(Eduardo Pivaral) In previous articles, Part 1 and Part 2, we looked at various ways to help improve performance when working with T-SQL. In this tip, we look at some other concepts that could be helpful to make sure your T-SQL performs well.
Tag: sql server
(Pinal Dave) Every day is a new challenge day for me as a SQL Server Performance Tuning Consultant. The other day, I have received an interesting email from an existing client of Comprehensive Database Performance Health Check.
(Jignesh Raiyani) A couple of years ago, Microsoft announced that SQL Server would be available on Open Source (Linux). In this article, we will go through the installation of Microsoft SQL Server on Linux (Ubuntu) and each step in detail.
(Grant Fritchey) I’ve always felt responsible for making such a big deal about the differences between estimated and actual plans.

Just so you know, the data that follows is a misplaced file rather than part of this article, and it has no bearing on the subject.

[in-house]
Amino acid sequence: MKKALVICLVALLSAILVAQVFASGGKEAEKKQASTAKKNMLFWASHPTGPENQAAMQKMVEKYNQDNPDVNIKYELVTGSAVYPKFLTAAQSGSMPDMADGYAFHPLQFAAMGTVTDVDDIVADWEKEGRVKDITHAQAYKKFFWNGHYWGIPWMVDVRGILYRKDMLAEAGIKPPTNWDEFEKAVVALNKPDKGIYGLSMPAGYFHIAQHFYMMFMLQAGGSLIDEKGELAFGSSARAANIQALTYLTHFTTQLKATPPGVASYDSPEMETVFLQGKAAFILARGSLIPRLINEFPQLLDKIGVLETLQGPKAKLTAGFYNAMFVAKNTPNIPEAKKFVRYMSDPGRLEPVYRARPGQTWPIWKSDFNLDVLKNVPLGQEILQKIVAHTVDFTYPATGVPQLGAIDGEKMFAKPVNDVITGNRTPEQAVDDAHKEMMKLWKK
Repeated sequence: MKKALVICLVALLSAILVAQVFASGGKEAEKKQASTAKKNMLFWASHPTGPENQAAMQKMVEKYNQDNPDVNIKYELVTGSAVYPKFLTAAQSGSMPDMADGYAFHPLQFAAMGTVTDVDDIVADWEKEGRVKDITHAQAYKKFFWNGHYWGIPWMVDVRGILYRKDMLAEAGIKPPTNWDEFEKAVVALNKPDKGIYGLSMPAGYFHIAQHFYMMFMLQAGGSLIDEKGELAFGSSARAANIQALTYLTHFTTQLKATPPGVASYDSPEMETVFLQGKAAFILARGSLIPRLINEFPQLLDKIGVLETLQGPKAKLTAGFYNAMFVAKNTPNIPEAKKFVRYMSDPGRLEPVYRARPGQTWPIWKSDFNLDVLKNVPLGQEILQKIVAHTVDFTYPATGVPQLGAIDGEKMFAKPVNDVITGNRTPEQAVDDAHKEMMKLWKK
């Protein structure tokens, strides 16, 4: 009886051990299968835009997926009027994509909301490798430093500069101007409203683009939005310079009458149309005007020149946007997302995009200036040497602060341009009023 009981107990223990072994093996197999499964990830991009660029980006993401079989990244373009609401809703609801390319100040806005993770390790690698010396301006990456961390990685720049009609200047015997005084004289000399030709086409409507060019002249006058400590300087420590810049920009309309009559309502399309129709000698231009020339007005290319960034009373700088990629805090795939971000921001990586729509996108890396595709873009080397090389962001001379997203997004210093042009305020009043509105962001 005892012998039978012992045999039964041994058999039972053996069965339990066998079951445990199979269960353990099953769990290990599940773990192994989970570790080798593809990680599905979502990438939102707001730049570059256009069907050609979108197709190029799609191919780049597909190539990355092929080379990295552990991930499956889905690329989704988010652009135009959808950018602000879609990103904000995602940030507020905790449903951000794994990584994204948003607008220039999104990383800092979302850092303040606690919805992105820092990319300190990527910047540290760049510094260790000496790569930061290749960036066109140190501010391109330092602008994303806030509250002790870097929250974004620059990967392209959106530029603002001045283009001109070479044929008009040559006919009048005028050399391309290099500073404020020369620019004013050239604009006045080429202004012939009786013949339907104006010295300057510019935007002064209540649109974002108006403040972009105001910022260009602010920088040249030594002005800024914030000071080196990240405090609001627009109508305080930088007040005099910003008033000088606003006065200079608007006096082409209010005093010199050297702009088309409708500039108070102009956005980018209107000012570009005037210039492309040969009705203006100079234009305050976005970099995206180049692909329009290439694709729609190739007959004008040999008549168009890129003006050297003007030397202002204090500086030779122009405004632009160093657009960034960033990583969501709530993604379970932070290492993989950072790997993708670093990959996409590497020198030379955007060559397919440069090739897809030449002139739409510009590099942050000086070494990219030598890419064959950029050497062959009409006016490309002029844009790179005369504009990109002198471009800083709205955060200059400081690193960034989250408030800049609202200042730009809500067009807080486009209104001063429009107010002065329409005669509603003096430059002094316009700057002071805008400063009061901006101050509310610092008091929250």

(Rick Dobson) We seek examples showing how to program bill of material applications with the SQL Server hierarchyid data type. Our database development team has recently been charged with upgrading the tracking and displaying of the assemblies and components used in making manufacturing goods for sa
(Jovan Popovic) Azure SQL Managed Instance is fully managed SQL Server instance hosted in Azure cloud. Managed Instance introduces some limits such as max log write throughput that can slow down your workload.
Greg Moore demonstrates how to work with the Get-Credential PowerShell cmdlet and secure strings when authenticating to an SFTP server.
(Pinal Dave) Today we will have very simple learning about Building Date and Time with DATETIMEFROMPARTS(). This particular function is still not used as much as it should be. In most of the cases, you will see people building DateTime with the help of converting string to DateTime.
(Hadi Fadlallah) While building and deploying an SSAS OLAP cube, there are two processing orders that you can choose from when you create a process operation:
(Koen Verbeeck) I would like to know the number of rows affected by my SQL Server query. I know this is displayed as a message in SQL Server Management Studio, but I have to check the number of rows in an IF statement to verify if everything went alright. How can I do this in SQL Server?